Exclusive interview: Soni Razdan talks about realities of Kashmir and being a proud mother to Alia Bhatt

Soni made her screen debut in Aparna Sen’s 36 Chowringhee Lane in 1981 and became a familiar face with popular television drama Buniyaad on Doordarshan in 1986.

A Harini Prasad Published :  29th April 2019 07:45 PM   |   Published :   |  29th April 2019 07:45 PM
Soni Razdan latest photo

Soni Razdan

Soni Razdan is in a happy place. She is all set for the release of her big project, Yours Truly, where she plays the central character after a rather long time. The Sanjoy Nag’s romantic drama is an official adaptation of one of the short stories from the book LOVE STORIES #1 TO 14, authored by Annie Zaidi. Also starring Soni’s husband and filmmaker Mahesh Bhatt, the film, which was screened at Busan Film Festival last year, deals with themes of loneliness and love. “It is quite an unusual film about a woman who lives a solitary life, is about to retire from her job and is in search of love at that age. But the reliability factor is high because one doesn’t need to be elderly to feel lonely. The film speaks to the heart, to anybody searching for love. It is not a run-of-the-mill story,” says the 62-year-old. 

Yours Truly
A still from Yours Truly


Tales from Kashmir 
In the last couple of years, Soni has spent quite a lot of time in Kashmir, courtesy Raazi and No Fathers in Kashmir. The latter was delayed for eight months before it got a U/A certificate from the Central Board of Film Certification. The Ashvin Kumar film, however, received great response from the audience, which she feels is the true reward. “The long wait was stressful. I always knew it was a good film, but the kind of love it has received is what makes me really happy,” says the UK-born actor. Written and directed by Oscar-nominated Ashvin, the drama is based on two lovestruck teenagers who uncover secrets of the lost fathers of Kashmir and are involved in a 70-year-old conflict of the state. “The amount of understanding we have about Kashmir is not enough. Although it’s a sensitive subject, it has been told in a relatable manner. At the end of the day, it’s a story of love and loss,” Soni adds. 

During her time in the conflict-struck state, Soni — a half Kashmiri herself (born to German mother and Kashmiri father) — explored the interiors of the state, while shooting for the films. “No Fathers in Kashmir saw quite a few difficult times when shooting in Kashmir. Burhan Wani (militant) was killed, so the state was shut down. We found alternatives for roads that led us to the shooting locations and even hotels. Demonetisation also happened a day before I landed. It was rather stressful,” she says. Apart from professional trips, Soni also discovered a few parts of the state by herself. “I went back just to meet people and in the process, I did my little journey there. I made quite a few friends with interesting stories to tell. Kashmir has many realities and each one feels differently about them. It’s a complex situation and is also heartbreaking,” she adds.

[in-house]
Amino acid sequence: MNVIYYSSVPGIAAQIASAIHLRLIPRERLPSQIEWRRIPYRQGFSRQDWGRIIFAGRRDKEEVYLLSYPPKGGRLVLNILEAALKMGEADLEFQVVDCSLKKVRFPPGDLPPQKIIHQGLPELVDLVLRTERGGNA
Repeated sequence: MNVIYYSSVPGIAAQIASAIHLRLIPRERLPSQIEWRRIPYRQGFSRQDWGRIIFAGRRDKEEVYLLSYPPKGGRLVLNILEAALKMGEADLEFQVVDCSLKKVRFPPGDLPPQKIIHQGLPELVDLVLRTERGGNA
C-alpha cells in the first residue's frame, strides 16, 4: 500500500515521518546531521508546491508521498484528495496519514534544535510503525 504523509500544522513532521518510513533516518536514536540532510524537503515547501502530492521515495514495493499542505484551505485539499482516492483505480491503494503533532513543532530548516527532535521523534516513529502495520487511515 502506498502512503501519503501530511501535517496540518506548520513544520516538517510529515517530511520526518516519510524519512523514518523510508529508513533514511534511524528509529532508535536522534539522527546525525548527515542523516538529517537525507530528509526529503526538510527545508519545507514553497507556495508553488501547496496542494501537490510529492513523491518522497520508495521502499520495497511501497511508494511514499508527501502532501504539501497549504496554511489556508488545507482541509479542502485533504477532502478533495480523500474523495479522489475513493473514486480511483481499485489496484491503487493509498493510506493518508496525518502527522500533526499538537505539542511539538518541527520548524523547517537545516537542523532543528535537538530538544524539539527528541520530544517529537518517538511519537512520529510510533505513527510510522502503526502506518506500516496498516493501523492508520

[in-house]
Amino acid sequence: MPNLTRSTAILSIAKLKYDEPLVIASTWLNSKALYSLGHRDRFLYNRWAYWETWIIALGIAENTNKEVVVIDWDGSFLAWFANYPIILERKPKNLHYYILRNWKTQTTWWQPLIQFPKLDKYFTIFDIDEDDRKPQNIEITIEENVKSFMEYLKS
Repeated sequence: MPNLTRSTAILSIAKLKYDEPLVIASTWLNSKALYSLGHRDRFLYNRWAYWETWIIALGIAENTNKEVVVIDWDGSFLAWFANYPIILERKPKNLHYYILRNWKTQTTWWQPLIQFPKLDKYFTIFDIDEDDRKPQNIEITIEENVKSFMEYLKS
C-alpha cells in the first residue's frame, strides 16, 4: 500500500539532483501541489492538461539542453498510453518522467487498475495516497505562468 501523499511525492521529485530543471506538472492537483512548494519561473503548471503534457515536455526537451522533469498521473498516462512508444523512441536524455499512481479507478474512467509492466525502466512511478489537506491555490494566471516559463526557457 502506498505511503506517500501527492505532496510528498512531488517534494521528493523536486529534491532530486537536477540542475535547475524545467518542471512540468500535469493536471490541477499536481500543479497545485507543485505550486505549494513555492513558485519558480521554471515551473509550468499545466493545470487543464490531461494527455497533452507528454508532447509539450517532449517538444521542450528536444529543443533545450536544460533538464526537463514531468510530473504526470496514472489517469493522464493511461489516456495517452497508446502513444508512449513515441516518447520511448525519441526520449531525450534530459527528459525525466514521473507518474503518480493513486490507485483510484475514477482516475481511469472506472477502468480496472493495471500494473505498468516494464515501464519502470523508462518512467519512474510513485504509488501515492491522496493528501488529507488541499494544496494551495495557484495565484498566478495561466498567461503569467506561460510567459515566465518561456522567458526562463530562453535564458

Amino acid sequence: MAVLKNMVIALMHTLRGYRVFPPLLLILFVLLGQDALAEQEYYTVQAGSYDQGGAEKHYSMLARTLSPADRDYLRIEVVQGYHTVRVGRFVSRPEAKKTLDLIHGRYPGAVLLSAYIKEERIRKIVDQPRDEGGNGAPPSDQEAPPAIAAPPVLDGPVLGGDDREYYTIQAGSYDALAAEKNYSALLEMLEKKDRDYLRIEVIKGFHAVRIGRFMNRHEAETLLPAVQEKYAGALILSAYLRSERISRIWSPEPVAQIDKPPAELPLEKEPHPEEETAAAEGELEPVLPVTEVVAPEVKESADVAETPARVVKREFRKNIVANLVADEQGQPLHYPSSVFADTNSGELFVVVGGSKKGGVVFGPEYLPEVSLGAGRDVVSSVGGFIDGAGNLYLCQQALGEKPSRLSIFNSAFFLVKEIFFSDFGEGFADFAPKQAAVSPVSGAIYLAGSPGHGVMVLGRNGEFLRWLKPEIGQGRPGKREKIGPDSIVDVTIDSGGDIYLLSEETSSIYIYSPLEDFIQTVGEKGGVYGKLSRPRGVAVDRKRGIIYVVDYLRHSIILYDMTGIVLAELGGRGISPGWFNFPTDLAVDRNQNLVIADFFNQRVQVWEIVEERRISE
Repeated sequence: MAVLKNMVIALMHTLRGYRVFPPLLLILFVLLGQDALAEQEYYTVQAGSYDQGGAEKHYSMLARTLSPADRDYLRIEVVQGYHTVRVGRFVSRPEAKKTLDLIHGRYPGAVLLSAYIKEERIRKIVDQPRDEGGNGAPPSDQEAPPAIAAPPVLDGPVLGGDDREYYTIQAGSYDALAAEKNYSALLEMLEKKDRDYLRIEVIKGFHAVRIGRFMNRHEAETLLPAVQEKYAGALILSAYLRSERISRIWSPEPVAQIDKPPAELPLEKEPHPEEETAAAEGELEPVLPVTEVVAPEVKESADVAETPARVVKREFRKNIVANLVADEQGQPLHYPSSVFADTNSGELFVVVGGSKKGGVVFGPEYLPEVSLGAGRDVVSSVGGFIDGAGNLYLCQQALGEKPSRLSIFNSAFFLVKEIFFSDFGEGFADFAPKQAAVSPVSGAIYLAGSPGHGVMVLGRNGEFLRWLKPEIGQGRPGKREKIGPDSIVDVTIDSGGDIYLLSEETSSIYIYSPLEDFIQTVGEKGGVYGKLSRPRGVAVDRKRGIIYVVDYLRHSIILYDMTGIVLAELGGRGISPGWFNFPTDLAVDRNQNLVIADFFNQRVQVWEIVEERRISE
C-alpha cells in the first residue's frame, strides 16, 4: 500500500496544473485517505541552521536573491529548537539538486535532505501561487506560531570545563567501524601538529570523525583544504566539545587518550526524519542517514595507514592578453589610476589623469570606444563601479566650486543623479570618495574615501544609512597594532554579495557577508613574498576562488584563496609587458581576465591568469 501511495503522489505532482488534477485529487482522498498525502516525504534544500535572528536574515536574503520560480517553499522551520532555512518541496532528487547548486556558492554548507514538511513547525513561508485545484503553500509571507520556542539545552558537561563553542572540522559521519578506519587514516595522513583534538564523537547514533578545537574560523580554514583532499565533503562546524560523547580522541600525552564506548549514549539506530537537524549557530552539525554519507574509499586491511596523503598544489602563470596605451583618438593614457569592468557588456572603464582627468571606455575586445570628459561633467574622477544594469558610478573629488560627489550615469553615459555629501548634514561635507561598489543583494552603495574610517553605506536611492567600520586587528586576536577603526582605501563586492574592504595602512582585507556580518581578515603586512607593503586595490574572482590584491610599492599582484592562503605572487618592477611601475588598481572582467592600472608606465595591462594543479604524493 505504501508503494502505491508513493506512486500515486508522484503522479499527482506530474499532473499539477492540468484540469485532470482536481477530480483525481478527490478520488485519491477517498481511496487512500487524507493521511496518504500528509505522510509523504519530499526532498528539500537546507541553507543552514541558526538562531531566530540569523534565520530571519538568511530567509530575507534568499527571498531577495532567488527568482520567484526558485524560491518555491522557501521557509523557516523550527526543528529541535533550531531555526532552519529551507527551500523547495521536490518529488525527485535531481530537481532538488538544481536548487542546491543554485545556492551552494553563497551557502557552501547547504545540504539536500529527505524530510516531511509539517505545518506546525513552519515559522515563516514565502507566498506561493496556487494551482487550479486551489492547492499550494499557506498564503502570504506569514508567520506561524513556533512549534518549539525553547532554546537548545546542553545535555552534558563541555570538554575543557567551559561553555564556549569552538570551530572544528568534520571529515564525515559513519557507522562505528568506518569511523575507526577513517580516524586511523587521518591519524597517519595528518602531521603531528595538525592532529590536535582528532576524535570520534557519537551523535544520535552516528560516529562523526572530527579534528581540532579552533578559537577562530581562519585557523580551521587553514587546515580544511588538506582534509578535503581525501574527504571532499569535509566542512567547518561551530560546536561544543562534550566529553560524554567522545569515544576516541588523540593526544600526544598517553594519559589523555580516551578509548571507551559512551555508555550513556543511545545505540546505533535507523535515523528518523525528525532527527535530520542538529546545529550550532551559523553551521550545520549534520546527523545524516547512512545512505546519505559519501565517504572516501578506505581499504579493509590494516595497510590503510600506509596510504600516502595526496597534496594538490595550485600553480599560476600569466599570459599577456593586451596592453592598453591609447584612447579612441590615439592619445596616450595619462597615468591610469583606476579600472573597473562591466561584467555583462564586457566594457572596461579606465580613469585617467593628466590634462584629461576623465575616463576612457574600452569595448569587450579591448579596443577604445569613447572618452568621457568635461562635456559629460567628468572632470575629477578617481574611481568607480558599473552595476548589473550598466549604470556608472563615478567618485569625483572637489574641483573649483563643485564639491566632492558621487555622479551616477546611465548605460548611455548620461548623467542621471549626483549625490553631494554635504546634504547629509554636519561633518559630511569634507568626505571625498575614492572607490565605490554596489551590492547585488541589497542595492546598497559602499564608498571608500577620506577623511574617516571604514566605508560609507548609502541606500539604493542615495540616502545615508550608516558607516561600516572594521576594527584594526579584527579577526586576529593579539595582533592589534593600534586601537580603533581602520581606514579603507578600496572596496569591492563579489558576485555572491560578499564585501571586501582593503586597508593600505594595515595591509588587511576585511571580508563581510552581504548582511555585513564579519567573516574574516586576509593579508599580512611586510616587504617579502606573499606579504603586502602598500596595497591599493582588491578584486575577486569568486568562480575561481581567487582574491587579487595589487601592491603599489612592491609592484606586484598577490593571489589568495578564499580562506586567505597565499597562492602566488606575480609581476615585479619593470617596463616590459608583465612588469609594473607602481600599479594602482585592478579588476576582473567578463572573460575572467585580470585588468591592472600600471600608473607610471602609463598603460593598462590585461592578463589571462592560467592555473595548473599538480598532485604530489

Raazi
A still from Raazi

Advice for Alia
Soni made her screen debut in Aparna Sen’s 36 Chowringhee Lane in 1981 and became a familiar face with popular television drama Buniyaad on Doordarshan in 1986. She also made appearances in Monsoon Wedding, Page 3 and Love Breakups Zindagi, apart from stage productions, where she worked with the likes of theatre personality Satyadev Dubey. However, lately, Soni has been identified in popular consciousness as Alia Bhatt’s mother. “I’m extremely proud of Alia for the work she’s been doing. But her projects have made her busy and we hardly have time to spend (together). Working in Raazi meant spending two weeks with each other, and that was one of the best parts,” she shares. The doting mother also has just one advise her daughter: to be punctual and grounded. “Everybody’s time is money. So I always tell Alia that it’s important to be punctual. Although you’re famous, you’re not the greatest thing on the planet. You’re not saving somebody’s life, but you’re working like anybody else. In a business like this, one gets carried away with fame, which is understandable. I’ve always asked Alia to be realistic and enjoy the fruits of her hard work,” she says.
 

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